Agriculture professionals from in and around the Kansas City area gathered on April 3, 2019 in Overland Park, Kansas to discuss their top talent acquisition challenges. The peer networking group was compromised of 23 representatives from 18 different companies of all sizes representing 16 different industry types. The diverse atmosphere and backgrounds made for a great conversation about the challenges each company faces daily when it comes to recruitment.
Among the numerous topics that were discussed in each group, 3 key issues rose to the top. Retention, Remote Locations & Transportation and Career Pathing. While some of the organizations participating differed in industry type, they could all relate with these topics.
It’s no surprise that this topic quickly rose to the top for each representative. As we talked through this issue, many suggestions were given, and experiences were shared. Several shared the use of their employee dashboards. These technologies allow employees to take training classes, set yearly goals and communicate with their manager or supervisor. Other specified technologies were also introduced that allow manufacturing training, job qualification and even interview training for supervisors.
Mentor programs were popular among the conversation as well. Pairing entry-level employees or interns with a long-time employee or supervisor kept retention rates at 92% for one company. These types of programs allow the new employee to adapt to the company culture and give them a sense of acceptance and belonging they may be looking for.
The idea of a “retention bonus” was also offered. The bonus might not necessarily be named a retention bonus to the employee, but it is given to recent graduates on a yearly or even quarterly basis. This type of bonus might also be a student loan repayment to other companies.
Other suggestions to handle retention were to offer free lunch to an employee or even using a wide array of survey tools to encourage employee engagement. Keeping employees involved and engaged in the organization is key.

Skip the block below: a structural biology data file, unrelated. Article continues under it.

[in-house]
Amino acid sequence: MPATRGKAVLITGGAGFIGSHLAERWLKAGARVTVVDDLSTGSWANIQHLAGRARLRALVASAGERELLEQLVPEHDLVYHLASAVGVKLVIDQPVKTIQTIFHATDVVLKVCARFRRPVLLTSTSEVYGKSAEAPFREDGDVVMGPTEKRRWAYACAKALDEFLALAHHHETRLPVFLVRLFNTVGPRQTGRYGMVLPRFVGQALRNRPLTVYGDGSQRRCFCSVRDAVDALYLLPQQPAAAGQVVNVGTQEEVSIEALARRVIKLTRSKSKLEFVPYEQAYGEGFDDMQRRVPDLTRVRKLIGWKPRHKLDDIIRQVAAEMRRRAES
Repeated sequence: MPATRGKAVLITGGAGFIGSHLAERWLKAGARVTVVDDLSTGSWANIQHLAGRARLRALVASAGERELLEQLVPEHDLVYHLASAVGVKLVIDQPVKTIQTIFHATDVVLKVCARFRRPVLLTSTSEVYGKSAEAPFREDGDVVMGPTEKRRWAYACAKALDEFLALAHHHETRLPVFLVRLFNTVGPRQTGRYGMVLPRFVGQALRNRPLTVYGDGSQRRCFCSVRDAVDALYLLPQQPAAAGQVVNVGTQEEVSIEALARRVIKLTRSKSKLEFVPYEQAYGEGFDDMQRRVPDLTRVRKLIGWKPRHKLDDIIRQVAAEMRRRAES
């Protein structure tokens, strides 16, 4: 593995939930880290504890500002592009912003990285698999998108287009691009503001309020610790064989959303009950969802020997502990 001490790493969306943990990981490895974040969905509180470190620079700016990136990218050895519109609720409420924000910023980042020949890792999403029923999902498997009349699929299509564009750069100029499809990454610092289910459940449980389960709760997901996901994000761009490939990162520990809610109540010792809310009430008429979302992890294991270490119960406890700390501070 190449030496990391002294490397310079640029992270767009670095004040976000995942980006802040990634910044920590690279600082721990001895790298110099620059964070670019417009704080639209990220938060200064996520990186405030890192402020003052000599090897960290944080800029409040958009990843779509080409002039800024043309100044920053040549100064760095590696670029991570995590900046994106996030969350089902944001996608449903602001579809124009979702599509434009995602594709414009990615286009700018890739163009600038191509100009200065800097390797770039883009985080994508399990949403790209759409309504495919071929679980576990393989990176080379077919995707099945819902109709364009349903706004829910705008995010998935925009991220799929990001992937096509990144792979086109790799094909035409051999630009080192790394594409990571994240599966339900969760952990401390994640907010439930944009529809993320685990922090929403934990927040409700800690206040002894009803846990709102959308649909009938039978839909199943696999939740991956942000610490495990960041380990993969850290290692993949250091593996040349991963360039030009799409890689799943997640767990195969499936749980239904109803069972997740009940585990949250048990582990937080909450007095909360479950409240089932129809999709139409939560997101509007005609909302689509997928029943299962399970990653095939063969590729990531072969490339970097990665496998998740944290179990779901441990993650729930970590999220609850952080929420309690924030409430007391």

A big takeaway and suggestion for anyone in HR who is wanting to tackle their retention is to first measure your retention. If you do not currently measure it, you have no way to know where your company is and where to go next. Another helpful tool is salary benchmarking through AgCareers.com’s Compensation Benchmark Review. This allows you to stay competitive in the industry and retain current employees and attract new ones.
Remote Locations & Transportation Challenges
Much of the agriculture industry deals with remote locations and transportation issues for their employees every day. When you are in a rural area, you must get creative to attract new talent to the area and keep current employees from moving to a more urban area.
Many organizations have leaned on USDA loan programs for employees so they can purchase a home in a rural area. Building and maintaining relationships with realtors in the area is also a good idea to stay connected. Other companies have simply purchased houses for the employee and they set up a payment plan to buy it back.
Even in small towns, chamber programs are very strong and widely utilized. Don’t hesitate to get your company active in those programs and make connections. Having the support of the local chambers as well as community partners that support your business is key.
Not only is getting new employees to relocate to a rural area but what about work for their spouses or daycare for their children? Some companies have had the ability to employ both spouses or even aid in building a daycare for their community. There are many factors that go into relocating somewhere and if the specific area does not meet the needs of your family, it makes recruitment even more difficult.
Luckily, some companies can take advantage of the H2A/H2B Visa programs for any seasonal labor they may have. Another way to target employees in remote locations is to focus on the younger demographic by implement programs for them right out of high school. Work closely with FFA advisors and guidance counselors at your local high school to promote these programs or even partner with local community colleges. Out of 23 attendees, 7 of them are currently utilizing programs like this to target the 18-22-year-old demographic.
Career Pathing Challenges
Just because you hire an employee for a specific position does not mean they will want to stay at that position forever. According to the AgCareers.com Candidate Experience Survey, the #1 thing candidates are looking for in an employer is job fit. This is where career pathing comes in and is unique for every organization and employee. To have successful and happy employees, career pathing must be a priority. There is no one size fits all for employees and employers must be flexible.
To ensure the employee is successful and happy, managers need to communicate with them more than one time per year about their responsibilities and goals within the organization. Career path surveys are a great way to reach employees and figure out where they would like to be within the organization throughout their career. These surveys are not only distributed during orientation but throughout the employee’s life cycle.
Employee engagement is also very important for the millennial generation. Many companies implement leadership development or manager in training programs to guide younger employees toward success and pair them with a more tenured member of the company. These programs will provide feedback from the manager/mentor who will help them grow in their role through self-management and goal setting.